A new study led by the University of Oviedo in Spain has unlocked the genetic code of the “immortal jellyfish,” an animal capable of repeatedly reverting into a juvenile state after sexual reproduction. The experts hope that better understanding the factors leading to this creature’s unique longevity could offer new perspectives on human aging.
Although many species of jellyfish have some capacity to reverse aging and revert to a larval state, most of them lose this ability once they reach sexual maturity. However, Turritopsis dohrnii appears to be the only known species able to repeatedly revert back into a larval stage even after sexual reproduction. According to the experts, the immortal jellyfish uses this “superpower” to avoid predators, allowing it to revert to a cyst which turns into a polyp attached to the seafloor when threaten by other animals. Once the threat is gone, the creature starts to mature once again.
To better understand what makes T. dohrnii special, the scientists sequenced its genome and compared it to that of Turritopsis rubra, a close genetic relative which lacks the capacity to rejuvenate after reaching sexual maturity. The analysis revealed that T. dohrnii had twice as many copies of the genes associated with DNA repair and protection, which helps producing greater amounts of protective and repairing proteins. Moreover, this jellyfish also had unique mutations which stunted cell division and prevented telomeres (chromosomes’ protective “caps”) from deteriorating.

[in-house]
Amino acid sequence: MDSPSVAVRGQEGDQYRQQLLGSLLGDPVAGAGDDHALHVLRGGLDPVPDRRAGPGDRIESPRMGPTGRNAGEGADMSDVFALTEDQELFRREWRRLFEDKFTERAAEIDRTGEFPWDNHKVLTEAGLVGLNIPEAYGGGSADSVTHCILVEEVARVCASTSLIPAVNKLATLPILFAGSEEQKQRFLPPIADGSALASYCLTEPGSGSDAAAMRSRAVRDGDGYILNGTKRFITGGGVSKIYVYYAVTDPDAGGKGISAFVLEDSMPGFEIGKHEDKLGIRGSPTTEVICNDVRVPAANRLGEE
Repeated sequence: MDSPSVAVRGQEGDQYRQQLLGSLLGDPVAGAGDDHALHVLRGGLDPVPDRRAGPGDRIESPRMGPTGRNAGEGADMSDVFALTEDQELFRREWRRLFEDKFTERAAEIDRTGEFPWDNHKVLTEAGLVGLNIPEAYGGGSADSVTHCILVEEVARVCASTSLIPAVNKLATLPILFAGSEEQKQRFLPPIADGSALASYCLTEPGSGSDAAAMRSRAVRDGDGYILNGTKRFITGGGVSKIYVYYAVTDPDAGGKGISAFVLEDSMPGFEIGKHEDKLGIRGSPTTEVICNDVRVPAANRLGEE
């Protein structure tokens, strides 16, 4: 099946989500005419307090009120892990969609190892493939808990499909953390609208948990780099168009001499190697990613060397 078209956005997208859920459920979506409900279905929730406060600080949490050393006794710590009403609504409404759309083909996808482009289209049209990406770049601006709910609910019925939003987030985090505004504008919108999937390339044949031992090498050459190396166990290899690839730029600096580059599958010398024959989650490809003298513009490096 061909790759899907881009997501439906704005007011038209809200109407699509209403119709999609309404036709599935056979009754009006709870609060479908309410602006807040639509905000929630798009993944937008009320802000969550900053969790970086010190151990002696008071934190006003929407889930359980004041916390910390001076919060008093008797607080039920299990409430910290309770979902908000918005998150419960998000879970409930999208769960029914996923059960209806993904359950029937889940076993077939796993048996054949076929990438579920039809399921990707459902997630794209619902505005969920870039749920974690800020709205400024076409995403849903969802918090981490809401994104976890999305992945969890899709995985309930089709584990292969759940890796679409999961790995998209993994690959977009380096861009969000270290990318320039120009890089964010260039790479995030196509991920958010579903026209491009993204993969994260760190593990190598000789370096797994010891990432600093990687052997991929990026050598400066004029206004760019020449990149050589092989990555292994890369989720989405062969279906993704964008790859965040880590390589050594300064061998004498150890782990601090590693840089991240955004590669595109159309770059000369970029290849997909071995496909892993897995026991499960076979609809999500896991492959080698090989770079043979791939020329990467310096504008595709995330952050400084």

“Our results suggest that gene amplification and point variants unique of T. dohrnii could affect its replicative efficiency, as well as DNA repair and telomere maintenance activity, which may be pivotal processes for cell rejuvenation and proliferation,” the study authors explained.
“In addition, expansions and sequence variations of genes associated with DNA repair, mitochondrial dysfunction and intercellular communication could increase its capacity to maintain redox environment and reduce cellular damage during stress events.”
These findings could inspire developments in regenerative medicine and provide insights into age-related diseases such as cancer or neurodegeneration. However, as Monty Graham, a jellyfish expert and director of the Florida Institute of Oceanography put it, “we can’t look at it as, hey, we are going to harvest these jellyfish and turn them into a skin cream.” Instead, exploring such gene variants in T. dhornii and other animals – including humans – could shed more light on the nature of aging, and help scientists slowly build an arsenal to combat its most unwanted effects.
The study is published in the journal Proceedings of the National Academy of Sciences.